Merry Christmas from TM training & development

Merry Christmas from TM training & development




Merry Christmas

2012 has been a fantastic year for us here at TM training & development with a record number of training days being run, producing a record income and profit.

 

Massive congratulations to our client firms who won awards at the recent Sunday Times “Estate Agency of the Year” awards. We have provided training and consultancy services to 27 of the winning agents.

We were particularly thrilled that our estate agency Thomas Morris won the Gold Award for Best Medium Estate Agent in the East of England.

Other winners we work with include those featured below…

Northfields

Streets Ahead

  Goodchilds

Isis Residential

Anthony Pepe & Co

We would like to thank all our longstanding client firms for continuing to invest in us and also to all the new clients who came to us during 2012.

We look forward to working with you all in 2013 and beyond. Thank you once again and a very Merry Christmas to you all!



2013 Open Courses

Those January dates in full…

"Gaining Quality Instructions" at St Neots, Cambridgeshire on Wednesday 16th January 2013 (Limited places available).

For valuers, this course covers things an exceptional valuer needs to do before, during and after an appointment to win the business at the right price and on the right terms. The key objectives are improving conversion rates, securing appropriate asking prices and maximising fees. It has received amazing feedback and positively influenced the performance of all who have attended it.

"Leading Your Sales Team To Success" at St Neots, Cambridgeshire on Tuesday 22nd January 2013.

For anyone responsible for getting results from a team in a sales or lettings environment. This session focuses on best practice in leadership and man management, tips and techniques on how to get the best results from teams and individuals. It has proven to be a real eye opener to all levels of managers and directors. Not to be missed!

"Gaining Quality Instructions" at Bristol on Wednesday 30th January 2013 (morning session).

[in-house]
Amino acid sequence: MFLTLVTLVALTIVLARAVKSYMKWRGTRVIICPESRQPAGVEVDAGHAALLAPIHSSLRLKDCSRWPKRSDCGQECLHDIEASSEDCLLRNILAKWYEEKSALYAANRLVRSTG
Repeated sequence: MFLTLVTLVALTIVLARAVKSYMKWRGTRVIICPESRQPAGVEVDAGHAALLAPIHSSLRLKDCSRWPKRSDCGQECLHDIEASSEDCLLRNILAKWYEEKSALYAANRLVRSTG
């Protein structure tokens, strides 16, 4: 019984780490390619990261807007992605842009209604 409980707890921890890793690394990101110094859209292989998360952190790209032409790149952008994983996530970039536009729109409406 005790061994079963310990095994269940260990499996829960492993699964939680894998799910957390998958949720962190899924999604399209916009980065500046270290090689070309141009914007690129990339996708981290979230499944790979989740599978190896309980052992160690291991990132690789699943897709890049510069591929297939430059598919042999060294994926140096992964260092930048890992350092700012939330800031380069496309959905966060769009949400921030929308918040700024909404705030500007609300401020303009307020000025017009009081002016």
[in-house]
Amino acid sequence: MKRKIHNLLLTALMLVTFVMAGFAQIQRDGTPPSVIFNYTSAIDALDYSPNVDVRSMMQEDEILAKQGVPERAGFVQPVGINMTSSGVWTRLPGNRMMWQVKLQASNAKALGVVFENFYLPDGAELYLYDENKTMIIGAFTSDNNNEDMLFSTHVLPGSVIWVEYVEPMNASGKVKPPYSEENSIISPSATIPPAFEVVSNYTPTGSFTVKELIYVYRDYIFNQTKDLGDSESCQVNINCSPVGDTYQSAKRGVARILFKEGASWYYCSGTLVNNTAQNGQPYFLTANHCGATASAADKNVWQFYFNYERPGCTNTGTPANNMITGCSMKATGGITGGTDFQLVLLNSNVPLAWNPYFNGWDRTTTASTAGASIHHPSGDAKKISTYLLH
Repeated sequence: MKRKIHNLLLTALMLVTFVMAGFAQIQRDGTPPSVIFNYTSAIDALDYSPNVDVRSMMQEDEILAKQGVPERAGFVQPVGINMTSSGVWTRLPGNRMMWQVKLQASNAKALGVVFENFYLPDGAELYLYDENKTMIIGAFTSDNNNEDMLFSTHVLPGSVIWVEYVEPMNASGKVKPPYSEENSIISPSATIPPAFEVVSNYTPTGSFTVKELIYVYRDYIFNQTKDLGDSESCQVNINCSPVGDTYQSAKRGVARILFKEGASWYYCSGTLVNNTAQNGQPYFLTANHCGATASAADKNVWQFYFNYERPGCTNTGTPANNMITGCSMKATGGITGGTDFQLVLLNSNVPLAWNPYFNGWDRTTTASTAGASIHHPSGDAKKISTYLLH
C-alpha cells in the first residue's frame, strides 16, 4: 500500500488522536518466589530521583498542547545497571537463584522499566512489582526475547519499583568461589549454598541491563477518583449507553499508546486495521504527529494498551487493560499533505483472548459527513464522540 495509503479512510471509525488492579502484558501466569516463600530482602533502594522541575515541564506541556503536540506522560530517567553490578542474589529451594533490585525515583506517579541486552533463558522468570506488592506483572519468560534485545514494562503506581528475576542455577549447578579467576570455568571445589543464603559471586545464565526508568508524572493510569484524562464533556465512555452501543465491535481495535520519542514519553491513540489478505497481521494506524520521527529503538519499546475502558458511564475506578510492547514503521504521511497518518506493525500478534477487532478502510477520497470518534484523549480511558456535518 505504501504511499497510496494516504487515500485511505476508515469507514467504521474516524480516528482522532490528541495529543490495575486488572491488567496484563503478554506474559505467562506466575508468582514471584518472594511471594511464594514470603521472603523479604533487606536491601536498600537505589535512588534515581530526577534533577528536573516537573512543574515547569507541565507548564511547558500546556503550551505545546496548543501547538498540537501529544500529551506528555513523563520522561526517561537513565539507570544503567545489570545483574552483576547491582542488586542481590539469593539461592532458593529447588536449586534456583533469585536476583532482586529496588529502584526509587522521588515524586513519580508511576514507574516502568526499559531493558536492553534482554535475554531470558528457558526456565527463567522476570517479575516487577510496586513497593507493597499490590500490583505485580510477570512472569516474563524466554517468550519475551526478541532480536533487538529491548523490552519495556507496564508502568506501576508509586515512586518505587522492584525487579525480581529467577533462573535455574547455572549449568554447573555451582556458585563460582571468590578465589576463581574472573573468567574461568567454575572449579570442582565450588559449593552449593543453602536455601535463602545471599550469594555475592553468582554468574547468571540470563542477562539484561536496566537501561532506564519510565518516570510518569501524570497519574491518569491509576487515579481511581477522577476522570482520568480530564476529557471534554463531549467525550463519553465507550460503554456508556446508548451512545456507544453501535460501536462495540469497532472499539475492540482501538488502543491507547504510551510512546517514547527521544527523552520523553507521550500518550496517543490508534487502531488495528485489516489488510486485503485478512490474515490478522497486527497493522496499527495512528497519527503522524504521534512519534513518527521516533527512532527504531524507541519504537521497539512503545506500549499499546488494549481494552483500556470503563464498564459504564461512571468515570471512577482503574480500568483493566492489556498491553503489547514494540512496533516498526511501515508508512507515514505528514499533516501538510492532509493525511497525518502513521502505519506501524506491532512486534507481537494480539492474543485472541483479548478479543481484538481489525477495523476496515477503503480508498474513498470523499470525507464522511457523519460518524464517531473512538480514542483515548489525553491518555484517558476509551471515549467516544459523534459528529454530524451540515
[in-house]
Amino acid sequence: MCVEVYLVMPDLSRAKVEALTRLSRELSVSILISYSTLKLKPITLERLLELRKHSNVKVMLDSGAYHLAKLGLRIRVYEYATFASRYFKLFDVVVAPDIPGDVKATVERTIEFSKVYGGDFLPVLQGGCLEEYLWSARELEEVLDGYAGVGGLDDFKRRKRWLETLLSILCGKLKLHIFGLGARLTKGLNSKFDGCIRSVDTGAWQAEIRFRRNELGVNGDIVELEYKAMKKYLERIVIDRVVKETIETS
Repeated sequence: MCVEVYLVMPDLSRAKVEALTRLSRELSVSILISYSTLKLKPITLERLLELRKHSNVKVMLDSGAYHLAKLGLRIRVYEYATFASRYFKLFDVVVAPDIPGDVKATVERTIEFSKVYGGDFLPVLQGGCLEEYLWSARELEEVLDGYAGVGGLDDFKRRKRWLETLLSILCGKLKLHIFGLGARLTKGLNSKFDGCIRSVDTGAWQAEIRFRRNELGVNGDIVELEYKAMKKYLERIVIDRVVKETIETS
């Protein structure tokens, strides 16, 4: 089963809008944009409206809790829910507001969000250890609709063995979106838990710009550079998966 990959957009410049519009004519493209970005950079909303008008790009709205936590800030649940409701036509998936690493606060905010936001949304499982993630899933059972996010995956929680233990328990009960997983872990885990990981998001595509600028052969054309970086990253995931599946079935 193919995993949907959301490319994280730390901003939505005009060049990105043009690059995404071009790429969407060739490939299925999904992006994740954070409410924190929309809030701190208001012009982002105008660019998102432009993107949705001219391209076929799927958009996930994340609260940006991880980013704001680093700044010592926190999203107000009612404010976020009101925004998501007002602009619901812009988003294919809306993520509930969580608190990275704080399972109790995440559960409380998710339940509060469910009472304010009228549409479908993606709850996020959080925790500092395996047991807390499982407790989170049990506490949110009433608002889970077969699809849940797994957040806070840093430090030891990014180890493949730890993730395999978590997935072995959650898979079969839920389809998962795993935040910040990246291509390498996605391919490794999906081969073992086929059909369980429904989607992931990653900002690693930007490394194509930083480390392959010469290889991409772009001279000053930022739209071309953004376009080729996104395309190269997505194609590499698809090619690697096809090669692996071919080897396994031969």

As above.

"Selling In A Tougher Market" at Bristol on Wednesday 30th January 2013 (afternoon sesssion).

For any staff who are responsible for dealing with applicants, securing viewings and valuations, and maximising business opportunities in challenging market conditions. This course shows how to raise the bar in terms of selling skills and techniques and has proven a resounding success.

Each session costs &95 plus VAT per delegate, however delegates booking both sessions at the Bristol courses will get a reduced rate of &170 plus VAT to include lunch.

To book or for more information contact us on 01480 405583, email as at admin@tm-traininganddevelopment.co.uk or visit our website http://www.tmtraininganddevelopment.co.uk/online-booking.php

 



Smarten yourself up…

“If it’s quiet on Sunday, will you sort the window display out?” the manager asked one of his staff late one Friday afternoon. I happened to be in the office on a consultancy visit, and made a mental note to use that question as a great real-life example on the following week’s management training course….a great example that is of how not to get something achieved! Given that one of the most commonly recognised definitions of management is “getting other people to do things for you”, this manager was clearly going to have a problem.

 

The forthcoming training course was to include a session on agreeing staff objectives successfully, a key area of people management but frequently one which causes problems.

 

Any objective that a manager is attempting to agree with a member of staff must follow a set of simple but effective guidelines. These apply to an objective that needs to be achieved that day, that month or over the subsequent quarter, be they agreed in a morning meeting, during a staff appraisal or merely as a result of an ad hoc discussion in the car park.